July 25, 2022
David Redekop

This Week In Nerd News – July 25, 2022

THIS WEEK IN NERD NEWS 82

THIS WEEK IN NERD NEWS #82

Welcome to this week in NerdNews (TWINN) #82 Your weekly top 5 technical and security issues Nerds should pay attention to: Linux Malware is now low-hanging fruit for cyber criminals

I took some of our sons on another journey this weekend. I have this new fascination with mulberry trees that grow wild on public property. I would argue that this is the sweetest, most enjoyable fruit you’ll find in the wild in our part of the world. I’ve enjoyed them since I was about 10 years old, and still to this day, it amazes me, that I can stop on a public trail, and without strain, pick this low-hanging fruit. It’s just a matter of knowing what to look for. Oh, and the nutritional value, particularly vitamin C and iron.

Now let’s talk about a different topic and see how it relates in an odd way:

Linux Malware. 10 years ago we thought we would never use these two words together. Linux Malware?  I mean why and how would Linux even get malicious software. It’s free and open source, and anyone can theoretically inspect open source components, right?

We all heard the story of the famous bank thief, Sutton, who was asked by reporter Mitch Ohnstad why he robbed banks. Sutton replied with, “Because that’s where the money is”.

Another important piece to this reality is that the proliferation of web control panels where anyone with the right service access can click a link to deploy a new service, or feature, or application, is likely interacting with a linux system without knowing it. Linux is estimated to run about 90% of the public cloud workload!

Imagine the decision making process of a cyber criminal that has no moral compass. To them, Linux is now the low-hanging fruit, so of course the pattern we are now seeing makes sense:

YouTube video

New Linux Malware Framework Lets Attackers Install Rootkit on Targeted Systems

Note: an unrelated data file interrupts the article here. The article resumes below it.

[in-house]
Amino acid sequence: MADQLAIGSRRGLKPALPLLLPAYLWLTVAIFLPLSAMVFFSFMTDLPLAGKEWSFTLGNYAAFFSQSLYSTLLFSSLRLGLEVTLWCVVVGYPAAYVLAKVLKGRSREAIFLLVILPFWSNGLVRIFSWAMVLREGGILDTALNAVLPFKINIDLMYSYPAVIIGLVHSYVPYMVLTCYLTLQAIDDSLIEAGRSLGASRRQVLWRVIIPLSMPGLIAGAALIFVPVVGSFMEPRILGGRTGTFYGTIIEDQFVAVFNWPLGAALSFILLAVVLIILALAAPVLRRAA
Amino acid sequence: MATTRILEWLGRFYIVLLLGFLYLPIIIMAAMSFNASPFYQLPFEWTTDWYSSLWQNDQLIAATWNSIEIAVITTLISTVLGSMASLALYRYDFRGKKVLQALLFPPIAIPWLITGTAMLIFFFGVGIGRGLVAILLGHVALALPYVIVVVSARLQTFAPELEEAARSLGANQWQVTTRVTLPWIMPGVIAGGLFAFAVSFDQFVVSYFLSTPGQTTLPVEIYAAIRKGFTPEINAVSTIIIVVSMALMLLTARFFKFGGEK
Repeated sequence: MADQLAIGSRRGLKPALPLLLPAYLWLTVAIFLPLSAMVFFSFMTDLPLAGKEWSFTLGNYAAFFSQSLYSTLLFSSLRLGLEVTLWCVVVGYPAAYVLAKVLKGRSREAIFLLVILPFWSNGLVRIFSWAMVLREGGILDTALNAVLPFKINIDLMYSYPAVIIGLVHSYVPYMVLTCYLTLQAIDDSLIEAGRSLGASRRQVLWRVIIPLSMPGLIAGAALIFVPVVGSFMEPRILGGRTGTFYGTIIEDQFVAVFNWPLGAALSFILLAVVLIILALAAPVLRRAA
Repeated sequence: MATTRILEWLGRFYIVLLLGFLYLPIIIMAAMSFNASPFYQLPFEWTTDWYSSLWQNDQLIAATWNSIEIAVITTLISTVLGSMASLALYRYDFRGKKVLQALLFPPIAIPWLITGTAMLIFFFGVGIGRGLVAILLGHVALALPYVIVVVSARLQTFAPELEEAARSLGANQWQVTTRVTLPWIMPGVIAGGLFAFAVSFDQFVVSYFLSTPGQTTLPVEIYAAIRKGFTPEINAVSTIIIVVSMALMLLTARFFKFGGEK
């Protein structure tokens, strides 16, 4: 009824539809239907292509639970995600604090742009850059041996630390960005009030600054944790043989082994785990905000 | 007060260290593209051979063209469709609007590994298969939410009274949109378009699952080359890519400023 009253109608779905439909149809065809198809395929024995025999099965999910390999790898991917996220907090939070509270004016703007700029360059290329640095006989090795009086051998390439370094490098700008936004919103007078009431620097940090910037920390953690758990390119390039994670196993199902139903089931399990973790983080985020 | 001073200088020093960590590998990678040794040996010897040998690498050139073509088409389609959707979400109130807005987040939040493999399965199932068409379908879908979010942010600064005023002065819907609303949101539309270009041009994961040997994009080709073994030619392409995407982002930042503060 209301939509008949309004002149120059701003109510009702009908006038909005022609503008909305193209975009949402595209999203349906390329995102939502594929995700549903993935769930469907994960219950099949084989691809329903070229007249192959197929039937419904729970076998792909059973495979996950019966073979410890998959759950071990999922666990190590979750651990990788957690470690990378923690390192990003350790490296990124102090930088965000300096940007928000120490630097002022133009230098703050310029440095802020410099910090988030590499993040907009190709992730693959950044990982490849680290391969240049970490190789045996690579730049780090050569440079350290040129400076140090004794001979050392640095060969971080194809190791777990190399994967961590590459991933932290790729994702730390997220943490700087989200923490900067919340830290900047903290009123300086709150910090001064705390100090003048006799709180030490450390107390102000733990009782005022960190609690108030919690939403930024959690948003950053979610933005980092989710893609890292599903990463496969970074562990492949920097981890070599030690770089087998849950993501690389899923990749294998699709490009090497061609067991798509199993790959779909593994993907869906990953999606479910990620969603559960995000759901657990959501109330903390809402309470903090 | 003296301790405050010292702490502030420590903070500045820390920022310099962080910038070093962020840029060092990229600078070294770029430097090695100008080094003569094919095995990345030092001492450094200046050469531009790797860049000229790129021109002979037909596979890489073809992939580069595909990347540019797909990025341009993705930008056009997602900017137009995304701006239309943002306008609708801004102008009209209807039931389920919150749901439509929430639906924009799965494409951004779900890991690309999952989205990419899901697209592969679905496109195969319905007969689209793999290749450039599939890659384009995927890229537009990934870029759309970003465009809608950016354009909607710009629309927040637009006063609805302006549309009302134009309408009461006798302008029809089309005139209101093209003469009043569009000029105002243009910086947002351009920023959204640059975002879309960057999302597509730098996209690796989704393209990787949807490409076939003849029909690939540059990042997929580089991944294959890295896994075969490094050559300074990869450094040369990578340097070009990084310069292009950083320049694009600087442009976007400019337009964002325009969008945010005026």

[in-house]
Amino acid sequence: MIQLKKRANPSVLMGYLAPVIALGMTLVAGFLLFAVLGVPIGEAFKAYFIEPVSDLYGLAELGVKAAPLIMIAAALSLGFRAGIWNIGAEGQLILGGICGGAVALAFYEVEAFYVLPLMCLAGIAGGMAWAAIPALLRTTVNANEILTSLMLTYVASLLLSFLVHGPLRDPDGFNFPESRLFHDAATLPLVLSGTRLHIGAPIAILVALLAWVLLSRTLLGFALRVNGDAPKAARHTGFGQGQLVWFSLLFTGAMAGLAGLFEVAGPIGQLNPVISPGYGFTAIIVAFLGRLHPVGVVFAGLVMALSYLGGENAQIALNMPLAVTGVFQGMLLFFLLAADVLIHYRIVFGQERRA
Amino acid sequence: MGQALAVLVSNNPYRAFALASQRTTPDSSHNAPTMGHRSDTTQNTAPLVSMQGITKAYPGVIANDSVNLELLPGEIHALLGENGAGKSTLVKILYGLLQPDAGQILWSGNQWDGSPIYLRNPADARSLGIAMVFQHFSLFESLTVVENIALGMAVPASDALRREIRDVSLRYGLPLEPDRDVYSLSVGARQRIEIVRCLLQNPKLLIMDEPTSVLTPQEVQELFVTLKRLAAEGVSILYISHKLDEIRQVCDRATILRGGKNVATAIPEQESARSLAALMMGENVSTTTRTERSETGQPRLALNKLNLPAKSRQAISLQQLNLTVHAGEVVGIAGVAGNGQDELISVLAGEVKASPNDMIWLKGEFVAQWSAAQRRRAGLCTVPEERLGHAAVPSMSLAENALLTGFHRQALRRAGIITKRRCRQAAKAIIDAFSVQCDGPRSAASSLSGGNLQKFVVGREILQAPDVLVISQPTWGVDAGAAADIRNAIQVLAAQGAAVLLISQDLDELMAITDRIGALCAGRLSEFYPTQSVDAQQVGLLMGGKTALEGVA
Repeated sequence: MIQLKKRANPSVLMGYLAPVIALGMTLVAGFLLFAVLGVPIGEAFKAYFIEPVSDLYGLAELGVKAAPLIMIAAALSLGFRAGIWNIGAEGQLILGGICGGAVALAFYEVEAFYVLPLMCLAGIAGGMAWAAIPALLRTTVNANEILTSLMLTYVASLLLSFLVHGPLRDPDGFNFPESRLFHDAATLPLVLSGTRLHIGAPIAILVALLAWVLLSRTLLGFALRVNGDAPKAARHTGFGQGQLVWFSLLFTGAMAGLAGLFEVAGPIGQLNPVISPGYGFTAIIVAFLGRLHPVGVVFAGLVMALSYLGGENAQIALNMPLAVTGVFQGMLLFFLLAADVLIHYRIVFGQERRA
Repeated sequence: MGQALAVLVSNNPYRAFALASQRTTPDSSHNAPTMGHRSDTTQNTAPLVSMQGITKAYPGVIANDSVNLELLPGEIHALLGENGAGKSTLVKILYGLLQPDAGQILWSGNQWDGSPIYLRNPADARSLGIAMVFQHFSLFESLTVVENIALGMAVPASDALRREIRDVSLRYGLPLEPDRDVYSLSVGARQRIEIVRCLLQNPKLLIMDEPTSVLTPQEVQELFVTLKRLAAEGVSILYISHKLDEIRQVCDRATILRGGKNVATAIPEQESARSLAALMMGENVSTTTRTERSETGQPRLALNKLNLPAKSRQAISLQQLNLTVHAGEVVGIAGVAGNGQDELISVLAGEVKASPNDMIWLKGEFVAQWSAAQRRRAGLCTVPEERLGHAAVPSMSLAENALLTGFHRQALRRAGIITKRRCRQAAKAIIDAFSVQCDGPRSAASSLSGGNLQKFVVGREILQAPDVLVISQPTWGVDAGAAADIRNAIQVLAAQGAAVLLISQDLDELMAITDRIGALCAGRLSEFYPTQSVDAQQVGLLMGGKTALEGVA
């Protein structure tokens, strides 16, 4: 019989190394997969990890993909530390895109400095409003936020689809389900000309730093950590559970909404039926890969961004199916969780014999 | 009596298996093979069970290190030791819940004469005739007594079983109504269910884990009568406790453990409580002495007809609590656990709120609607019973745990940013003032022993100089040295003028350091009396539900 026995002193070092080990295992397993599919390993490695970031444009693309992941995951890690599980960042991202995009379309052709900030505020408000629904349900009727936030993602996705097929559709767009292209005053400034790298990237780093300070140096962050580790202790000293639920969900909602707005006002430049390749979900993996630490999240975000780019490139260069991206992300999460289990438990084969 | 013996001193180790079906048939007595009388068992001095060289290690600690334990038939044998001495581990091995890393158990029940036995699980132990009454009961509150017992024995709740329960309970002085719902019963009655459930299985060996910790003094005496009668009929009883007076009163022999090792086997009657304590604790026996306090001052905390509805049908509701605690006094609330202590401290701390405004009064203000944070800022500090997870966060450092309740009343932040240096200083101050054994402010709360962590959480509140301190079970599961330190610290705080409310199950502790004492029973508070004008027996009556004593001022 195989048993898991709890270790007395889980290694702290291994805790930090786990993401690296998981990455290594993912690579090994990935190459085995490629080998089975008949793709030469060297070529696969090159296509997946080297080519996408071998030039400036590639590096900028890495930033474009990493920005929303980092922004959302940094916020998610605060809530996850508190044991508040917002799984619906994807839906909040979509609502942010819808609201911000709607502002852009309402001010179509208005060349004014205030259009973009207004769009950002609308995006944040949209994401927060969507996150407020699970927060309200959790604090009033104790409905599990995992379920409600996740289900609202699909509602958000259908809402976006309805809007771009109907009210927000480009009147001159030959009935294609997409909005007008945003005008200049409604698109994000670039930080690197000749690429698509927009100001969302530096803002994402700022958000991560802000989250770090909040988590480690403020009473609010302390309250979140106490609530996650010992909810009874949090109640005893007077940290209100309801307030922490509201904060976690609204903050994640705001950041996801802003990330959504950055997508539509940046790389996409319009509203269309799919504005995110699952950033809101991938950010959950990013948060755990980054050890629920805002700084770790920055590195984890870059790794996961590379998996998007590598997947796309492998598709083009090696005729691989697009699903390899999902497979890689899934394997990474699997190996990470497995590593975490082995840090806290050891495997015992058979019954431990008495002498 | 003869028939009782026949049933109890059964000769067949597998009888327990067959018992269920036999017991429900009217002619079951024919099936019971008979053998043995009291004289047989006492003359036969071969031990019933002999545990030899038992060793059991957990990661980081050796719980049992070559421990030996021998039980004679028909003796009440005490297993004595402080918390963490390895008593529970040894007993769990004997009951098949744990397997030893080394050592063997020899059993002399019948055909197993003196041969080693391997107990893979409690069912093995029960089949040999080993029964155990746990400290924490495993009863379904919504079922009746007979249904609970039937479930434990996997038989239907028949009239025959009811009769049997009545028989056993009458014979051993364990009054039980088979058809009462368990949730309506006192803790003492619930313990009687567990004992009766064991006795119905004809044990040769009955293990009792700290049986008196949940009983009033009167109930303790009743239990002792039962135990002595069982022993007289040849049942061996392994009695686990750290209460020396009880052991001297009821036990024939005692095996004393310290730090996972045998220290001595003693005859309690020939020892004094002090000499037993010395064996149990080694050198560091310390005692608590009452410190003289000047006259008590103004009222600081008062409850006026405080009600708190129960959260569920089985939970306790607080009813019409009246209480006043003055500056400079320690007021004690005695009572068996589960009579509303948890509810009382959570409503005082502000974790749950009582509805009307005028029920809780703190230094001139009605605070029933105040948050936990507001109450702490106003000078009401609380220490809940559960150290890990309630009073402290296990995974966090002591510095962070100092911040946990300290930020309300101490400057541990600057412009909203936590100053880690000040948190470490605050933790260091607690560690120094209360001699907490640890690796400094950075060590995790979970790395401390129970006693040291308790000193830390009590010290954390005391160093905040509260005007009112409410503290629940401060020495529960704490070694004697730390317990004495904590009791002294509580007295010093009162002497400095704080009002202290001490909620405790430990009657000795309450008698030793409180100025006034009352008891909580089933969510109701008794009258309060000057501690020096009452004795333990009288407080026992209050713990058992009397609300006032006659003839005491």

This Lightning Framework makes it the fifth Linux malware strain to be unearthed in a short period of three months after BPFDoor, Symbiote, Syslogk, and OrBit. Very few cloud servers today have any host protection at all. Of course the answer to this threat is that cloud servers must be protected with a strong security posture.

A never-before-seen Linux malware has been dubbed a “Swiss Army Knife” for its modular architecture and its capability to install rootkits.

Read More: New Linux Malware Framework Lets Attackers Install Rootkit on Targeted Systems.

Macs under threat from CloudMensis spyware — what you need to know

The good news is that zero day exploits aren’t being used for this attack. It is an excellent example of where staying current with software updates mitigates significant risks.

A previously unknown backdoor has been discovered in macOS that is currently being exploited in the wild to spy on users of compromised Macs.

Read More:Macs under threat from CloudMensis spyware — what you need to know.

New Luna ransomware encrypts Windows, Linux, and ESXi systems

Say hello to cross-platform ransomware. When a product operates on multiple platforms, we need to pay more attention.

A new ransomware family dubbed Luna can be used to encrypt devices running several operating systems, including Windows, Linux, and ESXi systems.

Read More: New Luna ransomware encrypts Windows, Linux, and ESXi systems.

As companies calculate cyber risk, the right data makes a big difference

An excellent example of a recommended executive thought process on cyber risk assessment that thinks beyond security concepts, can differentiate between direct and indirect costs and understands and reduces financial exposure.

The proposed U.S. Securities and Exchange Commission’s stronger rules for reporting cyberattacks will have ramifications beyond increased disclosure of attacks to the public. By requiring not just quick reporting of incidents, but also disclosure of cyber policies and risk management, such regulation will ultimately bring more accountability for cybersecurity to the highest levels of corporate leadership.

Read More: As companies calculate cyber risk, the right data makes a big difference.

TeamViewer installs suspicious font only useful for web fingerprinting

This is not cool, TeamViewer! They have agreed to remove this font in subsequent installer versions.
However, it should make us pause and think about how a similar trick could be used in an even more malicious way and protect against that.

So, here’s a bit of a mystery: Why does TeamViewer – the popular remote desktop program – install a font it doesn’t use on your computer? The abstract font (shown in the above image) doesn’t seem to serve any purpose in the software. Intentional or not, it enables websites to detect if you have TeamViewer installed on your computer.

Read More: TeamViewer installs suspicious font only useful for web fingerprinting.

Did you know?

ChromeOS Flex is an excellent way to modernize and old PC or Mac!

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